This is a review of the TempoTec Sonata E35 which is a dual DAC dongle capable of up to DSD256 and 80mW of output power. It is priced at $69.90.
Disclaimer: This was sent to us as a sample for our honest opinion. Headfonics is an independent website with no affiliate links or services. We thank Linsoul and TempoTec for this opportunity.
To learn more about TempoTec products that have been previously featured on Headfonics you can click here.
Note that this article follows our latest scoring guidelines which you can read up on here.
TempoTec is a company that was established by audiophiles from different countries including China, Taiwan, Korea, and Germany. Since their inception, they have released products under 3 different lines which are the Fantasia, Serenade, and the Sonata line.
A few TempoTec products have since come through our office, including the TempoTec Serenade iDSD, and the TempoTec Sonata iDSD. However, with more users going with even more portable setups, TempoTec has come up with a flexible dongle solution in the form of the Sonata E35.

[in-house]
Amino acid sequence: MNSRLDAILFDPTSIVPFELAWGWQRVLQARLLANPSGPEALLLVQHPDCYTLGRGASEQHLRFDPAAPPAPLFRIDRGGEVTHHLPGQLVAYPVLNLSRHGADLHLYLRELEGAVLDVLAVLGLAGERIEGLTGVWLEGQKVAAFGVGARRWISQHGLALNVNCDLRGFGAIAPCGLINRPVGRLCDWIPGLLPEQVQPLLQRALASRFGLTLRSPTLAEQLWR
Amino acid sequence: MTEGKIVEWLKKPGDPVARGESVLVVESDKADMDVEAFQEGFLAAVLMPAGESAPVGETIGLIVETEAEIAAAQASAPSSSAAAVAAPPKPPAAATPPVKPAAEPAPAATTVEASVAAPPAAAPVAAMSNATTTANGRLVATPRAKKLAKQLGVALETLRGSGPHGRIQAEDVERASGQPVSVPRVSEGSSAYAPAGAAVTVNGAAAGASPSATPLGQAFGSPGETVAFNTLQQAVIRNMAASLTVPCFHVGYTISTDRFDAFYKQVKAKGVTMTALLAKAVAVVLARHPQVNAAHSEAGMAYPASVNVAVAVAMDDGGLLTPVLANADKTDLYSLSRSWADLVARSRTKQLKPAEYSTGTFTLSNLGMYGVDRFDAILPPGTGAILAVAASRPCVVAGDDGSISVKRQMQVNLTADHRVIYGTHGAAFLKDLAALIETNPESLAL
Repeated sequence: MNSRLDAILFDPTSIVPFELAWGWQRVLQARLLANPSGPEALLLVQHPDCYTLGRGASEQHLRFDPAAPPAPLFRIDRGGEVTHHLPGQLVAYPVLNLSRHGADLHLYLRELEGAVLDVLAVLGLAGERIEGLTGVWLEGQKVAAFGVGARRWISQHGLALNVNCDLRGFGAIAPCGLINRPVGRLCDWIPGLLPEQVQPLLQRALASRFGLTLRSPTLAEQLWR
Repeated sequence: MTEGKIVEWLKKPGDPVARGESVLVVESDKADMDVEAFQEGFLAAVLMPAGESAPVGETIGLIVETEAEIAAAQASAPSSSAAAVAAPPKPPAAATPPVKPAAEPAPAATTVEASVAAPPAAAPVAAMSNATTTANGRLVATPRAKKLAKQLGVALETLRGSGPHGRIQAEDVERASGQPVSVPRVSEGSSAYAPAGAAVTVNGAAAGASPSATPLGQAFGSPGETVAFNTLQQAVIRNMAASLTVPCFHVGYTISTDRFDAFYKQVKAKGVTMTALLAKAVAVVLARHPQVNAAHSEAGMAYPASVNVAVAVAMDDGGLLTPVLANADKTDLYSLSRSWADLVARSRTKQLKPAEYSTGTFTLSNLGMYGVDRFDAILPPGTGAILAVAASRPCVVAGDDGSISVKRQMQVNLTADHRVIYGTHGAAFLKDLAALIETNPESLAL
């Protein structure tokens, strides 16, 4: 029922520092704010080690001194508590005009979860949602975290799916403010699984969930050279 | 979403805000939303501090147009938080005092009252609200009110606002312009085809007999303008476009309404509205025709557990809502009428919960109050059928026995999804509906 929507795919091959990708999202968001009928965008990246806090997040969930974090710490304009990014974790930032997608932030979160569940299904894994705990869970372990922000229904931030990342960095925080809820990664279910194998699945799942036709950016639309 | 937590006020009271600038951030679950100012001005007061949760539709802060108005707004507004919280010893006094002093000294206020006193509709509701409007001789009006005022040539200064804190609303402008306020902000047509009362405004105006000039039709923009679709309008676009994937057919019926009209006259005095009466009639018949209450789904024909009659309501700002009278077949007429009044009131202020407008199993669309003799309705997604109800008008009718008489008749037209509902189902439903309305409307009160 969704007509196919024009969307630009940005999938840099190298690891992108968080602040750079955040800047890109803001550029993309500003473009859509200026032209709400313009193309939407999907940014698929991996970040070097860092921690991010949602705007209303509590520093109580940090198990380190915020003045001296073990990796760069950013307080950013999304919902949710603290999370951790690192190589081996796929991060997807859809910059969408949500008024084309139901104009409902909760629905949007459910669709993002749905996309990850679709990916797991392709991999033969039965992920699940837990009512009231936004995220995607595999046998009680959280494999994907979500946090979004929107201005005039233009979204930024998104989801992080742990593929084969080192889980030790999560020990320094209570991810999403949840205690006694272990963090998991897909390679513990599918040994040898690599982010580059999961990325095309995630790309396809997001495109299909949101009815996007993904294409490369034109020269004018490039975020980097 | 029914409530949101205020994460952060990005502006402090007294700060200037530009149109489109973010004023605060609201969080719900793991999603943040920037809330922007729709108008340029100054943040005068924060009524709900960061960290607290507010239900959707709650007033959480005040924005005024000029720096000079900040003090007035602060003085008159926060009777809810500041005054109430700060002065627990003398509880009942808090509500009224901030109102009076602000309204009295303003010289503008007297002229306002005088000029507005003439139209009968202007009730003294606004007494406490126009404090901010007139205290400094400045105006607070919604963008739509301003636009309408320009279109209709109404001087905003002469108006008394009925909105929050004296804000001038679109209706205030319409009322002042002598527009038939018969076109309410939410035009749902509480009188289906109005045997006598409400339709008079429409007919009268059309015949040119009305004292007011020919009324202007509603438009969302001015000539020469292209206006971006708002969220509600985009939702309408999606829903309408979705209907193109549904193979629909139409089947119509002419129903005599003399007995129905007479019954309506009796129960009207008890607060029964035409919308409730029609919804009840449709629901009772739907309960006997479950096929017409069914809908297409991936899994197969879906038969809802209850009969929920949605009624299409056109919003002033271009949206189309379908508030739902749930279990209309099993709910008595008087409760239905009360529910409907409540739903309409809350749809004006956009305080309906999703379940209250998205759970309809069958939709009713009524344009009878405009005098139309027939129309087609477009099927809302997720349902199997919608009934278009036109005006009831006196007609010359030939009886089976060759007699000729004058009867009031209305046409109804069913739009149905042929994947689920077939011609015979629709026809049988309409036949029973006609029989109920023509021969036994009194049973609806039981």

Internally, the Sonata E35 has a pair of CS43131 chipsets, which is a DAC solution that is widely used with some DAPs such as the Hiby R3 Pro and even some desktop DACs such as the Topping D30 Pro.
Downstream from the DAC circuity, the Sonata E35 has an amplifier that’s capable of up to 80mW into a 32Ω load through its 3.5mm single-ended output.
Working in conjunction, the amp and the DAC circuit are measured to have a THD+N of113dB and capable of decoding PCM streams up to 32BIT/384kHz and DSD256. However, the Sonata E35 doesn’t have any MQA capability for those who might be looking for that.